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related to immobilizations.

Tanks in mud and forest fighting (operation veritable).

The link below is very interesting. It includes a detailed description of operations, terrain appreciation and casualties with detailed description of the causes.

http://www.royaltankregiment.com/9_RTR/tech/reichswald/Reichswald%20Report.htm

from the above link

Tank Casualties, own troops

By Enemy Action

Mines 5

Bazzoka 3

HE 5

AP 2

Total 15

By other causes

Turret segment 13

Mech failure 20

Clutches (total failure) 3

Bogged 32

Total 68

i.e. A total casualty for two regiments of – 83

Note: It is estimated that only 7% of the tanks in the forest were bogged at any one time.

(B) It will be seen that, although casualties through enemy action were low, the overall wastage was extremely high. This was due in part to the absence of fitters but chiefly by reason of the abnormal ground and weather conditions and the rough usage unavoidable in forest fighting, especially by night.

3. Main Concerns

(a) Turret Segments

There were two reasons for the damage to segments. These were:-

(i) Turret or gun being struck by trees. While every care was taken by tank commanders in this respect it was impossible, when fighting, to avoid it at all times.

(ii) Mud, undergrowth and small branches packing between skid rails and lifting the track to a point where the turret is heaved from its ring. Despite mud ploughs and stripper bars this happens in certain conditions of going and the result is exactly similar to ice trouble already well known.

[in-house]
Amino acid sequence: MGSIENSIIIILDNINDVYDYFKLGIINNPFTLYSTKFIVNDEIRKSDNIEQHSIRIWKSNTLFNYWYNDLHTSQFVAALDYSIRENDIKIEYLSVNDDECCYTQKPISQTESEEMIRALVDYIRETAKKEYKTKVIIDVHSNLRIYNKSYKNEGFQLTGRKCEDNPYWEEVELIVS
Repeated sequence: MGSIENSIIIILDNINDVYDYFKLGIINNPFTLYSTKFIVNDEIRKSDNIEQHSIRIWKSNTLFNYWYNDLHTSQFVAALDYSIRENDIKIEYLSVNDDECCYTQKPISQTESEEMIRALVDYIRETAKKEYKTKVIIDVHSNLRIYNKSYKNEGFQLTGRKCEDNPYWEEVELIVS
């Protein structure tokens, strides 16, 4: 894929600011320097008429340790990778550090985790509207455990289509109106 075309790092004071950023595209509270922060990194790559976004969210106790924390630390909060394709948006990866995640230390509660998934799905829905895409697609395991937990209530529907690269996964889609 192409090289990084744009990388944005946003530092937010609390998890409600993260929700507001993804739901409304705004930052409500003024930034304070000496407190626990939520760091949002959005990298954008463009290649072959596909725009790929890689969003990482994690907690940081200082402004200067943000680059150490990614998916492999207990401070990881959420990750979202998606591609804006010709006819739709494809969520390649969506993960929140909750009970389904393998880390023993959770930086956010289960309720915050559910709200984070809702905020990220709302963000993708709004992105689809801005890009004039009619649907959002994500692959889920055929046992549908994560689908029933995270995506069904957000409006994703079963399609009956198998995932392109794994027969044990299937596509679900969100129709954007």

(B) Mechanical failure

Many of the tanks that failed mechanically were very old and were in any case due to be back-loaded for rework. During the period under review the tank crews had neither time nor the facilities to carry out the constant maintenance required by these old tanks. It is considered unnecessary to enumerate the various causes of failure.

© Clutches

The clay sub-soil, sometimes under water, together with the general forest conditions, put a severe strain on clutches. Attempts to get forward when bogged were perhaps the greatest single factor causing failure. While 3 was the number of total failures a great many more gave considerable trouble.

(d) Bogging

This was inevitable and it is considered that only a Churchill tank could have operated over the ground encountered in certain places during the advance. The prohibition of the axis to all tanks made difficult the recovery of tanks bogged – eventually all but two, which required workshop assistance, were recovered by units.

(e) Electrical Systems

Complete failure of the system was prevalent in tanks with damaged turrets. The connections in the junction box were broken by the wrench as the turret was lifted by packed mud.